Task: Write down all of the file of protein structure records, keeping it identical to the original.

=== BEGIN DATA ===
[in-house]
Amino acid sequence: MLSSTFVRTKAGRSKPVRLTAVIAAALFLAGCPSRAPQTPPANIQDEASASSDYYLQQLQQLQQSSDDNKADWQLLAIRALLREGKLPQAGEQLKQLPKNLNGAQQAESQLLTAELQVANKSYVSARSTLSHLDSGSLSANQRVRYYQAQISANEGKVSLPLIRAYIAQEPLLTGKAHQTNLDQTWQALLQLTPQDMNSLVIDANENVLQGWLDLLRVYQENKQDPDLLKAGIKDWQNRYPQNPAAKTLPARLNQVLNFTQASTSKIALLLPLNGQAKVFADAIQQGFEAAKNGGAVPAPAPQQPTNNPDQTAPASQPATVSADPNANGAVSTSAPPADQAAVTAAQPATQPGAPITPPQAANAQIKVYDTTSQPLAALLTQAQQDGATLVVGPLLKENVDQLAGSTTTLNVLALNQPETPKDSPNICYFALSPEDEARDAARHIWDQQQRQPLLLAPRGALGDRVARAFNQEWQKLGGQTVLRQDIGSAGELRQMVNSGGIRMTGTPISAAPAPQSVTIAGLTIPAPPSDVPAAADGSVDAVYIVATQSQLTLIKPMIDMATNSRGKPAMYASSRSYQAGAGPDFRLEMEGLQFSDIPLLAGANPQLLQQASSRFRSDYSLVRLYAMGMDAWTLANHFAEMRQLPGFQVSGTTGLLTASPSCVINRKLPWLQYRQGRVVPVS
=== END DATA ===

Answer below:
[in-house]
Amino acid sequence: MLSSTFVRTKAGRSKPVRLTAVIAAALFLAGCPSRAPQTPPANIQDEASASSDYYLQQLQQLQQSSDDNKADWQLLAIRALLREGKLPQAGEQLKQLPKNLNGAQQAESQLLTAELQVANKSYVSARSTLSHLDSGSLSANQRVRYYQAQISANEGKVSLPLIRAYIAQEPLLTGKAHQTNLDQTWQALLQLTPQDMNSLVIDANENVLQGWLDLLRVYQENKQDPDLLKAGIKDWQNRYPQNPAAKTLPARLNQVLNFTQASTSKIALLLPLNGQAKVFADAIQQGFEAAKNGGAVPAPAPQQPTNNPDQTAPASQPATVSADPNANGAVSTSAPPADQAAVTAAQPATQPGAPITPPQAANAQIKVYDTTSQPLAALLTQAQQDGATLVVGPLLKENVDQLAGSTTTLNVLALNQPETPKDSPNICYFALSPEDEARDAARHIWDQQQRQPLLLAPRGALGDRVARAFNQEWQKLGGQTVLRQDIGSAGELRQMVNSGGIRMTGTPISAAPAPQSVTIAGLTIPAPPSDVPAAADGSVDAVYIVATQSQLTLIKPMIDMATNSRGKPAMYASSRSYQAGAGPDFRLEMEGLQFSDIPLLAGANPQLLQQASSRFRSDYSLVRLYAMGMDAWTLANHFAEMRQLPGFQVSGTTGLLTASPSCVINRKLPWLQYRQGRVVPVS